It was like Final Fantasy meets Angry Birds. It has the strappings of an RPG game, with customizable characters, loots galore, and the semblance of a plot. But there was also staged progression, where parts of the story are dished out piecemeal and in almost disconnected fashion. Every minute or so you could choose stop and return to the real world and it would not make a dent in your gaming experience.
Majority of these RPGs become more like short skirmishes, with slaying one wave of enemy after another as the primary goal. And after a period of screen mashing and swiping, the player is thrown back to “town”, more often than not just a screen littered with menus for equipment, skills, and cash shops.
Sure, some mobile online RPGs do inject a bit of social activity, which takes different forms. Sometimes, it can be as simple as a list of friends whose characters you can summon to your aid even when their owners are offline. It can also be as elaborate as guilds or some semblance of it, allowing players to, from time to time, band together for a common goal or raid. But these social features, more often than not, are tacked on. These online games remain primarily solitary games that you just happen to play online.
Such online RPG games have proliferated and flourished with such a basic pattern that has been repeated and copied to no end. While that is, to some extent, a good thing, pulling in more people into the world of mobile gaming and increasing the army of gamers worldwide, it also served to dilute the some of the key experiences of an RPG, particularly an online one.
“RPG” has become a blanket term to cover any game that involves growing characters and their equipment. It barely matters if there’s any rhyme or reason to the game. In fact, in many of the games, the plot is practically a very thin excuse to kill enemies. Call it a single-player MOBA (if such an oxymoron did exist) and it would change nothing. These games have the “game” part down to a T, but the “role-playing” aspect has been lost somewhere in transition. Instant gratification has become the name of the game. Somewhat ironically, those bits of gratification do pile up, turning what should be just minutes of gameplay into hours.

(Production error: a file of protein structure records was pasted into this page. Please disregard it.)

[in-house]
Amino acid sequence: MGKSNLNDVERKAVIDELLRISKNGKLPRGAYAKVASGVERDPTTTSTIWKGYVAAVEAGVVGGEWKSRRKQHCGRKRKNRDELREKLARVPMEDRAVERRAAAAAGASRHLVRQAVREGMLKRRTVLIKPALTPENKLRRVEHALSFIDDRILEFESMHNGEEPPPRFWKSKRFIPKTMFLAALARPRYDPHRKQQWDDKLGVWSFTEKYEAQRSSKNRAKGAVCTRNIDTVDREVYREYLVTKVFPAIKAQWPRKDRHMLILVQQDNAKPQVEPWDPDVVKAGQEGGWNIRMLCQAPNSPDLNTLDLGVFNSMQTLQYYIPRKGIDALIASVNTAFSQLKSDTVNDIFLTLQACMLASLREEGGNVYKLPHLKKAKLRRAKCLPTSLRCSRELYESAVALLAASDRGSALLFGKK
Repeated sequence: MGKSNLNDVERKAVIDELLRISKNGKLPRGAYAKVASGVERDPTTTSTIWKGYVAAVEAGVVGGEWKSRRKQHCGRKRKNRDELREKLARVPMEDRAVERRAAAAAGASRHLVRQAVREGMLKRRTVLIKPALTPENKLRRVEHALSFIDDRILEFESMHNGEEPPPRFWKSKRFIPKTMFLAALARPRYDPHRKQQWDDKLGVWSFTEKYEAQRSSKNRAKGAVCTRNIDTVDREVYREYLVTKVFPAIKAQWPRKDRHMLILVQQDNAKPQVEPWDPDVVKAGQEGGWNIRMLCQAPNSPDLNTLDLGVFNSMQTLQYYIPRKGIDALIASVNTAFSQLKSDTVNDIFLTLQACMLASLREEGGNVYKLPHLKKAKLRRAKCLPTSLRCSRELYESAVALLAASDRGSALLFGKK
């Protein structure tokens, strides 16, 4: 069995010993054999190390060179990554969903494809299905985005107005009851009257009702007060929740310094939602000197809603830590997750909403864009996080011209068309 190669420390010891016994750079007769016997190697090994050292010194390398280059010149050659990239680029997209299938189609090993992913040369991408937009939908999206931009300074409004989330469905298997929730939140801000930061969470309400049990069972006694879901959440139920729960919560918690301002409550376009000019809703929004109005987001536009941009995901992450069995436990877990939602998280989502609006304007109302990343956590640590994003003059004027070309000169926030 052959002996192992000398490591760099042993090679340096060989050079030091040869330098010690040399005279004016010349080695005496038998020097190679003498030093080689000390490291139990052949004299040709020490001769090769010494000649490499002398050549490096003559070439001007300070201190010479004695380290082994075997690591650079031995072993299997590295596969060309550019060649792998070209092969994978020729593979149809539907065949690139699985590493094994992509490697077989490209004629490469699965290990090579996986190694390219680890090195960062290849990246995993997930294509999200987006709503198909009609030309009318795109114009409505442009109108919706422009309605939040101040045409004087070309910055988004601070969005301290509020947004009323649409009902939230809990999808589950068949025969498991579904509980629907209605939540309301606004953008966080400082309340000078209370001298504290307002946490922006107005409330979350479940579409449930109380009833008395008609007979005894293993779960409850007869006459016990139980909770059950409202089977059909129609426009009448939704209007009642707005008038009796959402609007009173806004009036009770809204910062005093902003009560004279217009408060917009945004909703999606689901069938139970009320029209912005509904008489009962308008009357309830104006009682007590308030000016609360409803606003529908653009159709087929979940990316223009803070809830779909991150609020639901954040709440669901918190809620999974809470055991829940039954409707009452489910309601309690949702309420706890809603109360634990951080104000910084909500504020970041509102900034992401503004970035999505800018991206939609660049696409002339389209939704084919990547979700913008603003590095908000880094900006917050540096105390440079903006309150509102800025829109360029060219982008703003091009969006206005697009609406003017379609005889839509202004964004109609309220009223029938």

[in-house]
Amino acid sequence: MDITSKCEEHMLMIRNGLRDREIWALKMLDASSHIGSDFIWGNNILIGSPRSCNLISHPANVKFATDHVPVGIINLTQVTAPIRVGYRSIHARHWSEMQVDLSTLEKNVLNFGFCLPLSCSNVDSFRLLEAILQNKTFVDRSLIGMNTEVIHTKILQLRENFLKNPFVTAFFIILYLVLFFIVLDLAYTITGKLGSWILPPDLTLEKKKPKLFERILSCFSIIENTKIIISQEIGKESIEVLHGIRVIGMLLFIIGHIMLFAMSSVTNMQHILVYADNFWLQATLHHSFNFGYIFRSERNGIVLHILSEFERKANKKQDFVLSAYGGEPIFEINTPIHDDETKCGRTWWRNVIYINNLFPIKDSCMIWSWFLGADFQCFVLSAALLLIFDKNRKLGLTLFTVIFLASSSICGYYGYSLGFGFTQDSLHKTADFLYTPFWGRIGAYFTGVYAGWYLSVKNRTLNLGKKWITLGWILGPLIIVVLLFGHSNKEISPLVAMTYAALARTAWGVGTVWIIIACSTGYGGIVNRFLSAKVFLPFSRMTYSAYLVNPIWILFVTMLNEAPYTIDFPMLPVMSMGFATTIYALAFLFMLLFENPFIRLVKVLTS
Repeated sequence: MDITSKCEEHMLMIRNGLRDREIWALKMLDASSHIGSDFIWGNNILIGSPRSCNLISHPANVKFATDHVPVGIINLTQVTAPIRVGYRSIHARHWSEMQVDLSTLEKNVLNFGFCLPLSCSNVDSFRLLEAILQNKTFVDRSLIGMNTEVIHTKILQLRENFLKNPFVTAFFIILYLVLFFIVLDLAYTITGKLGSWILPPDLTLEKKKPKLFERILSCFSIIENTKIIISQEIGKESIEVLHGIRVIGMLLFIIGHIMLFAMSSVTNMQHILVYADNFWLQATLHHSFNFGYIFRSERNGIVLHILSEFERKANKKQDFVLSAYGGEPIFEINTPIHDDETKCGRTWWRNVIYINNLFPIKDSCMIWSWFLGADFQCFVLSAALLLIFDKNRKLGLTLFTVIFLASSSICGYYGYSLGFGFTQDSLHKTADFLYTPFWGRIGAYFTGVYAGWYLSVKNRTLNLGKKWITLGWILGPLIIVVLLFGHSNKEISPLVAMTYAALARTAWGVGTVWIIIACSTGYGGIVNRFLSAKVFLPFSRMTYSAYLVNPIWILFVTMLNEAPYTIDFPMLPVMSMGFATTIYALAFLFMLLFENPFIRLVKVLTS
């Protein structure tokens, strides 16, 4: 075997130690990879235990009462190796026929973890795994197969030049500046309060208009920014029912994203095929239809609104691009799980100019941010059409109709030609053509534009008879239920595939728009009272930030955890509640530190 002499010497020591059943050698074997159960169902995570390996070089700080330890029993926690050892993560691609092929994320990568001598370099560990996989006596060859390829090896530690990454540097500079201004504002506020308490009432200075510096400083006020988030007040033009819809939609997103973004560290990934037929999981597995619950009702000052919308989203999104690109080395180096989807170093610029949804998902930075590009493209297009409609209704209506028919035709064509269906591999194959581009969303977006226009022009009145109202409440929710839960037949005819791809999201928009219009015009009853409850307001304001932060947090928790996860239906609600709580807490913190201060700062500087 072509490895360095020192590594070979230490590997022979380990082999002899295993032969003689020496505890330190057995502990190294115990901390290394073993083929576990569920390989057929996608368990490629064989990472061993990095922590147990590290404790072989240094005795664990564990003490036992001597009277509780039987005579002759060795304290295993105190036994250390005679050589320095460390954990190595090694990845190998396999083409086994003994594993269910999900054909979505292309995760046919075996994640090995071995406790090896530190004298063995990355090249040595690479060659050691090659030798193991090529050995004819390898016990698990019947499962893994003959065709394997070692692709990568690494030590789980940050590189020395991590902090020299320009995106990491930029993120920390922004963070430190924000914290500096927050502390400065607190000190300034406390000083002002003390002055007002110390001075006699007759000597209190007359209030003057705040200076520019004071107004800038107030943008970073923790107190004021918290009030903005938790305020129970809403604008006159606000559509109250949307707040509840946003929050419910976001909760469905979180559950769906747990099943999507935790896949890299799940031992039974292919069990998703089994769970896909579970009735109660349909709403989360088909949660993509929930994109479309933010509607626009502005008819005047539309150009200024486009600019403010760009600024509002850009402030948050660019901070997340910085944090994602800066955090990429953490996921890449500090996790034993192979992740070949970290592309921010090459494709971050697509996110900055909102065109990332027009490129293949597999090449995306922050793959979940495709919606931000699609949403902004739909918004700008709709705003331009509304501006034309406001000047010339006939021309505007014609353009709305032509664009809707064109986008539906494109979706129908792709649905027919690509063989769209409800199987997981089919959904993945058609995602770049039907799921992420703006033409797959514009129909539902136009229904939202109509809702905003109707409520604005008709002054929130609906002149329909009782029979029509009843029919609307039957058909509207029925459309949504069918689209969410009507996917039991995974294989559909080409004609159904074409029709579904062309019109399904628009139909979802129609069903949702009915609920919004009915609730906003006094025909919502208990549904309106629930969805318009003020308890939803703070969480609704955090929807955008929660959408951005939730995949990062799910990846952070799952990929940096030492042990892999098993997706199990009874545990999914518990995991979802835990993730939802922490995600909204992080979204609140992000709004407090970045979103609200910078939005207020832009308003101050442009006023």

The “online” part has also somewhat lost its meaning, though happily not completely. Some mobile games even advertise themselves as mobile MMORPGs and yet fall short of the MMO half. In particular, the social aspects become dwarfed. Friend Lists, leaderboards, and chats are good, but they too don’t come close. Nothing replaces the feeling of logging into a town full of other players going about their business, or exploring vast maps with new found friends, or the thrill of taking down a boss monster with your long-term guildmates. Those were the experiences that have drawn and hooked thousands of players to MMORPGs. Now we wait for the same to happen with our smartphones.
Final Thoughts: A New Hope
Apart from a few outliers, this has been the state of mobile gaming for quite some time now. But it seems that there are stirrings happening rather quietly. Mobile devices and frameworks have evolved to the point that games need to worry less about hardware capabilities, giving game makers some leeway to break from the mold and experiment a bit. They no longer need to worry too much that devices can only load very small scenes and very few assets, which limit how much you can accomplish in a game. And we can see some faint trails of those.
Gameloft paved the way with its Order and Chaos Online, with O&C almost like its take on the Warcraft franchise. Recently, games like Iruna Online and Izanagi Online have also popped up. What these three have in common is an open world more like a traditional MMORPG and all that it entails. Perfect World Entertainment and Snail Games, both legends in the PC MMORPG scene, are also bringing their titles to mobile, though it remains to be seen if they will take the easy, cookie cutter path or blaze a new trail.
With advancements in mobile technology and hardware, game designers are more free to think less about hardware constraints and really answer the hard questions. With the changing behavior of mobile device users, they also need not worry anymore about whether there will be players willing to spend more than just a few minutes on a well done, addictive title. And hopefully, we will also get to see more mobile gamers daring to go beyond their comfort zones and venture into the dangerous world outside their cave, sword and shied in hand.